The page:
By Robin Hilborn, Family Helper editor


Biased class assignments—and how to fix them

Try this test. Put yourself in grade 2 ... how would you “draw your family tree” or “write down your family origins” or “relate shared memories of times spent with grandparents”, if you were:

• A child of divorced parents, living with a parent and a step parent.
• A foster child, with biological parents and a series of foster parents.
• A child adopted from an orphanage in China.

Some children will find it tough to do class assignments because their families are a lot more complicated than mom-dad-and-two-kids. That’s not the kids’ fault—it’s the teaching system which is biased toward traditional views and insensitive to the complexity of family life (see Module 1, Many Ways to Make a Family).

Teachers who base assignments on the traditional family are harming students who don’t fit the traditional mould—those kids are going to feel out of place, even excluded.

Does your department of education trumpet the importance of an “inclusive curriculum”? Then the curriculum must include the experience of all children, not just those from traditional families.

You can make lessons inclusive without sacrificing the educational goal. The general solution is to broaden lesson plans to include everyone. But exactly how do you do that? Here are specific examples of how to fix the bias in class assignments.

“Draw your family tree”

The bias: The usual printed family tree has blanks for one mother and one father and their ancestors, but no space for foster, adoptive or step parents and their ancestors. How can a child leave out part of the family? This can be a real source of inner turmoil.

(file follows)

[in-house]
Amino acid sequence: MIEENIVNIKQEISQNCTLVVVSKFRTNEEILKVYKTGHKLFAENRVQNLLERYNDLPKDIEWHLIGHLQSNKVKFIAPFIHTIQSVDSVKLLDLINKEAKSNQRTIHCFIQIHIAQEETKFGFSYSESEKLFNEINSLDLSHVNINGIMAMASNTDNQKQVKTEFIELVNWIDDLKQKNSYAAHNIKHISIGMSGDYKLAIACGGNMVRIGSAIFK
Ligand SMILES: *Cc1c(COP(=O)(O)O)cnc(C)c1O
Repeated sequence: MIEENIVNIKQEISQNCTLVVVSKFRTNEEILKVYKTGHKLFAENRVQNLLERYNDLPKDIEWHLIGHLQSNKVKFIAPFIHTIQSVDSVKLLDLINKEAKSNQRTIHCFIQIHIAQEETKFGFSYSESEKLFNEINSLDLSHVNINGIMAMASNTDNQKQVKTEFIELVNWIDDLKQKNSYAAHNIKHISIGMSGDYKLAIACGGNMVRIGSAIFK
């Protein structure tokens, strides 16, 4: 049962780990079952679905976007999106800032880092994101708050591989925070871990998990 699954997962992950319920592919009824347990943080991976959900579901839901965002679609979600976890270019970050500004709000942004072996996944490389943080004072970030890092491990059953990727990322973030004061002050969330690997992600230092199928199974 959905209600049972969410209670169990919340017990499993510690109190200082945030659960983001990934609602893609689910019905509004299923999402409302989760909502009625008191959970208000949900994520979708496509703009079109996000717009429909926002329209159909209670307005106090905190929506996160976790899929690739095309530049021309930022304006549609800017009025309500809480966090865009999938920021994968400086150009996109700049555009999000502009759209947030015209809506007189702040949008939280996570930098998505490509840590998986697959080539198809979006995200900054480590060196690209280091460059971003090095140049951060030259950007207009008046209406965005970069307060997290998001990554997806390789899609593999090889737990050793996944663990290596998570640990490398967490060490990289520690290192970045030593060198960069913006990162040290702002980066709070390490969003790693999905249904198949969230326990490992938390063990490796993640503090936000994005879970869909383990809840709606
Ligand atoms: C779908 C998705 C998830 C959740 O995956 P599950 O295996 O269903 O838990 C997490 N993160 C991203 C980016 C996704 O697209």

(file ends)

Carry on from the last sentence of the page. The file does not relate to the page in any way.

The fix: Since some children have grown on two or more trees, redraw the standard family tree diagram to accommodate the diversity in family structure. Try the Rooted Tree: birth ancestors are roots growing downward; branches show foster, adoptive or step parents and their ancestors. Other improvements are the Family Bush, Orchard, or Forest, with family members growing side by side. The Loving Tree has the child in the trunk and heart-shaped fruit representing all the family members the child knows of, without regard to time or place.

The Self Wheel

Or abandon the tree metaphor and try the Self Wheel (child at the centre, relatives surround in nested circles), or My Home (house frame with people inside), or a genealogical chart with symbols for people and lines showing relationships. Children could brainstorm a list of different family types. Offer them a variety of “trees”, or let them invent their own diagram.

In a creative art project, students could portray their family and what it means to them, in drawing, painting, colouring or sculpture, then use the finished art to discuss the different ways families are formed. Point out that, worldwide, few children grow up in nuclear families. Cover extended, foster, adoptive, step and single-parent families.

You don’t need to avoid the family tree assignment—it’s an opportunity for a lesson in the varieties of family structure (see Module 1, Many Ways to Make a Family).

“Bring in your baby picture”